Montreal-born Dov Charney, the controversial founder of casual clothing retailer American Apparel Inc., has been ousted as chairman …
You buy a shoe from Toms, they give a shoe for charity. That’s a flawed, morally obtuse business model if you’ve ever heard one, right?
Actually, no — you probably think pretty highly of Toms if you think of them at all. And judging by the number of people in LA and New York City that I’ve seen sporting the distinctive footwear, many of us hold them in perfectly high esteem. The prevailing view I’ve heard is there’s something particularly callous about criticizing the brand. What have you done lately, critic, to start a business, strengthen a brand, or empower a social mission?
Nowadays, that kind of pointed counter-criticism is very effective at shutting down conversations about how to improve things. At Fast Company’s Co.Exist, however, Cheryl Davenport proceeds undeterred. She challenges Toms to face up to “two existential flaws” with the power to “undo the company’s social impact and business success” — first, the failure of its buy-one-give-one model to “actually solve a social problem;” second, the lack of “a stronger, more differentiated and less replicable product offering,” which exposes the brand to the fatal impact of fickle consumer tastes.
Let’s start with the second critique first. Toms may well offer a fairly narrow range of products with a highly specific look. (I myself have been tempted to dub it ‘peasant chic’.) But a closer look at why Toms’ multicolored potato-shaped shoes have done so well in the first place as a fashion choice should put Toms at ease.
Take this interpretation for a test drive: Toms satisfy a powerfully consistent desire among consumers concerned with casually signaling personal authenticity through footwear.
Musicians, hipsters, skateboarders, hippies, college students — rather than holding up their intended displays of authenticity up to critical scrutiny, it ought to be enough to observe that they have embraced for decades shoe brands with virtually unchanged basic styles, like Chuck Taylors and Vans. These venerable brands have weathered their share of knockoffs; why not Toms? Indeed, Toms’ brand ownership of charitable shoe donations makes it even harder to knock them off with success. (Buying a fake Louis Vuitton bag isn’t an act of moral fakery.) Are Toms appealing precisely because they’re not trying to look cutting-edge or sophisticated — charitable meaning aside? If so, they’re already pre-insulated against suddenly losing favor.
Davenport‘s first critique is the one with more bite. I like the attitude behind giving a company a brand challenge instead of brand criticism. It’s refreshing to think that consumers can — and should! — help inspire companies they appreciate to fulfill the promise of their mission more authentically and more effectively. On the other hand, consumers and commentators don’t own that promise, and they aren’t entitled to redefine that mission. Davenport makes a small but important mistake when she presumes that Toms is supposed to be solving a social problem. She quickly concludes that, because it should be but isn’t, Toms is “designed to make western consumers feel good.”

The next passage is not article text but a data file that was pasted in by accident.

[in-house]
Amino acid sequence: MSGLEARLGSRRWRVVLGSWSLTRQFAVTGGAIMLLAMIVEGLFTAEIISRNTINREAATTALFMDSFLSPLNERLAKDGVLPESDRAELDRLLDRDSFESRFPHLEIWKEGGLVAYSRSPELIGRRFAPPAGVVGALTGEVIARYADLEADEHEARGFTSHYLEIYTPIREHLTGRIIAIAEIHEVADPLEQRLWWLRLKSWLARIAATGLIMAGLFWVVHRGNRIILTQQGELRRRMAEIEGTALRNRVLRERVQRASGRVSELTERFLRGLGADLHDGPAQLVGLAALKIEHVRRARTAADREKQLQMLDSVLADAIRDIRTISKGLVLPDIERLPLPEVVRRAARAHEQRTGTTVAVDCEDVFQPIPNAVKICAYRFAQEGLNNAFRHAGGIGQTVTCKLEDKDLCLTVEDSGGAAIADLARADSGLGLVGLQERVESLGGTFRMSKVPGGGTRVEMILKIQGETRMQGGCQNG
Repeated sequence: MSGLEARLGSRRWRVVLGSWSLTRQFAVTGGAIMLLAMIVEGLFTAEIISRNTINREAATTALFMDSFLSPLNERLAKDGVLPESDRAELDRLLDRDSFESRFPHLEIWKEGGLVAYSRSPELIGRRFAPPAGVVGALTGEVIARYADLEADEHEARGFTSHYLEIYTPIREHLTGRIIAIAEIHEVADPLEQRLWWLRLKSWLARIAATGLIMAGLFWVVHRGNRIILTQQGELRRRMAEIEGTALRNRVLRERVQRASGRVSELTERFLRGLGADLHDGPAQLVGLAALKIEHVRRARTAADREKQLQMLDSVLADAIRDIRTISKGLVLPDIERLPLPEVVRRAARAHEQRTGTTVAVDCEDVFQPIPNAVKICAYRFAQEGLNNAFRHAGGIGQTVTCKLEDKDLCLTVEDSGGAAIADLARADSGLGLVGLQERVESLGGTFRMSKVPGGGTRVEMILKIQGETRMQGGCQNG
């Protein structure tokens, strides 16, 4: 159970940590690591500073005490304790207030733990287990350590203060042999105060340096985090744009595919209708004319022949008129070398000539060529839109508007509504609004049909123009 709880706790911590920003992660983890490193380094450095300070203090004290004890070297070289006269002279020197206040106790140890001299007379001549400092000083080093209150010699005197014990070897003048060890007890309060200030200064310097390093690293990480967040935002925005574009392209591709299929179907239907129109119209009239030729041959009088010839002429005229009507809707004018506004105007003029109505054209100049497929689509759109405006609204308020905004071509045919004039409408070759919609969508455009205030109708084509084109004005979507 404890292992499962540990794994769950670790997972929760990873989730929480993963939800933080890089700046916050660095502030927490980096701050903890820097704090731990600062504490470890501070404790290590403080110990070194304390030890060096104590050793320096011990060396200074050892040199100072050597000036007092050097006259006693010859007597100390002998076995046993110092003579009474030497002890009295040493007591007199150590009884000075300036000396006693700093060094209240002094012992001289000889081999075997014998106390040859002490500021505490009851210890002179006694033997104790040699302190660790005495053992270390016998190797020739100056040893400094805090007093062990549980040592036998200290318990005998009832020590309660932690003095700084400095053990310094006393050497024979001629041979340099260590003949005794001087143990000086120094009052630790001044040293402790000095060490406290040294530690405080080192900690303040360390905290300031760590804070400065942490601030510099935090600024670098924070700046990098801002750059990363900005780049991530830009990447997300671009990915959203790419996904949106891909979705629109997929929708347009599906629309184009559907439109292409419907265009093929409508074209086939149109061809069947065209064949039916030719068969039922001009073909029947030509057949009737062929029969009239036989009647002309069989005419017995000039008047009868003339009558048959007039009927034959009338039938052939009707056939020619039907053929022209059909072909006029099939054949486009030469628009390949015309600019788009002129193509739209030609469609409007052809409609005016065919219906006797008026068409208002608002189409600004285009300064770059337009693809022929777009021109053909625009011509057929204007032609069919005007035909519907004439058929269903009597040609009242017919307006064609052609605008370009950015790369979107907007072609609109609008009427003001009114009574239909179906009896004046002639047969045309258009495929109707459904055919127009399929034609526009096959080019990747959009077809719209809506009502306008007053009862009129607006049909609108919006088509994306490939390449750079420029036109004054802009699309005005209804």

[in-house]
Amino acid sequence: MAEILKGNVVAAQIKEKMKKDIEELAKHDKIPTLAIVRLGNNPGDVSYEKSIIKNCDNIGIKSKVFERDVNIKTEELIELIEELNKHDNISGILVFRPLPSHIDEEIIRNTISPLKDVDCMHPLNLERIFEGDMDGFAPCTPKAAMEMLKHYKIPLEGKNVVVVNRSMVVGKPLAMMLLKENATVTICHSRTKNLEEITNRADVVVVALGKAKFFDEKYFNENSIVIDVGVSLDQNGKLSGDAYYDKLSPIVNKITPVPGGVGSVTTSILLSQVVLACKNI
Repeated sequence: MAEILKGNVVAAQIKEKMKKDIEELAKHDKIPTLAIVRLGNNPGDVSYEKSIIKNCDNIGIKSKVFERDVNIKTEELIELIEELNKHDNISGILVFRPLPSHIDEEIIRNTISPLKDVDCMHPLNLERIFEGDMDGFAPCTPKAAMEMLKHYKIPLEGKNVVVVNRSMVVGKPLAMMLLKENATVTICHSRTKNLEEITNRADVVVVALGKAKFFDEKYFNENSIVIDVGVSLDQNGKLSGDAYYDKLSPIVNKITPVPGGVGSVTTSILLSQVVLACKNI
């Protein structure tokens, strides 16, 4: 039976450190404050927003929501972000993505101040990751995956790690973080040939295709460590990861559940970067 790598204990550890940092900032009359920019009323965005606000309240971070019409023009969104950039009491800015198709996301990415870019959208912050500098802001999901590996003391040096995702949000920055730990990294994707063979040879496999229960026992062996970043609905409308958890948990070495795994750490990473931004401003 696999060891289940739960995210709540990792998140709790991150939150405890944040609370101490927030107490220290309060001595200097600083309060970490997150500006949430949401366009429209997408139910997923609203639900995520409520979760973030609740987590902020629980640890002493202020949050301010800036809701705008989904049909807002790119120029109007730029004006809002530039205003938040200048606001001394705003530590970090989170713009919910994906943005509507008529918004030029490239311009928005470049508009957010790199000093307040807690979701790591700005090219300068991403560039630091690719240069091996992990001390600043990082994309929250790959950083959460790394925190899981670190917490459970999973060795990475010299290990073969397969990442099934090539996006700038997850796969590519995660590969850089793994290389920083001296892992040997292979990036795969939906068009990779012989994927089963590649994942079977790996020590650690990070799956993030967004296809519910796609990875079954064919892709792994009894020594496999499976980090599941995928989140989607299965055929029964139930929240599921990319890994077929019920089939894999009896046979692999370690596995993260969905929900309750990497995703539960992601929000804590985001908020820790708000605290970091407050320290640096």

This is a slur in a manner similar to labeling a set of doctrines you don’t like an ideology. No product is designed to make its consumers feel bad, of course. What Davenport wants to say is that a product shouldn’t make its consumers feel good about addressing a social problem without taking concrete steps to ensure that it — and they — are actually helping cure the problem. From the standpoint of personal empowerment, that’s an admirable suggestion, because it gets us thinking about how Toms could actually strengthen their business model by moving away from charity and toward scalable manufacturing and production practices that better monetize Toms by pulling former ‘charity cases’ into an actual productive economic relationship with Toms and with one another.
However, there’s a detail here that bears an emphasis Davenport neglects. The problem with business charity — the now-ubiquitous practice of giving away corporate dollars to various favored organizations and causes — isn’t primarily a problem with charity as such. It’s that the virtues of charity don’t translate very well from a person-to-person practice to an institution-to-group practice. ‘Charity aggregators’ can filter out the soul of charity, which is found in the act of personally, directly, and physically giving gratuitous aid or comfort to another human being. Business leaders are better off thinking creatively about how to empower people by empowering their own businesses.
Note: this is much different from thinking about how people can be empowered as a consequence of how you’re currently empowering your business. That might also be a worthy exercise, but it’s less powerful. Thinking about the future success of your business as a tool to increase human flourishing is consonant with the basic rules of the free market — and it’s always in fashion.
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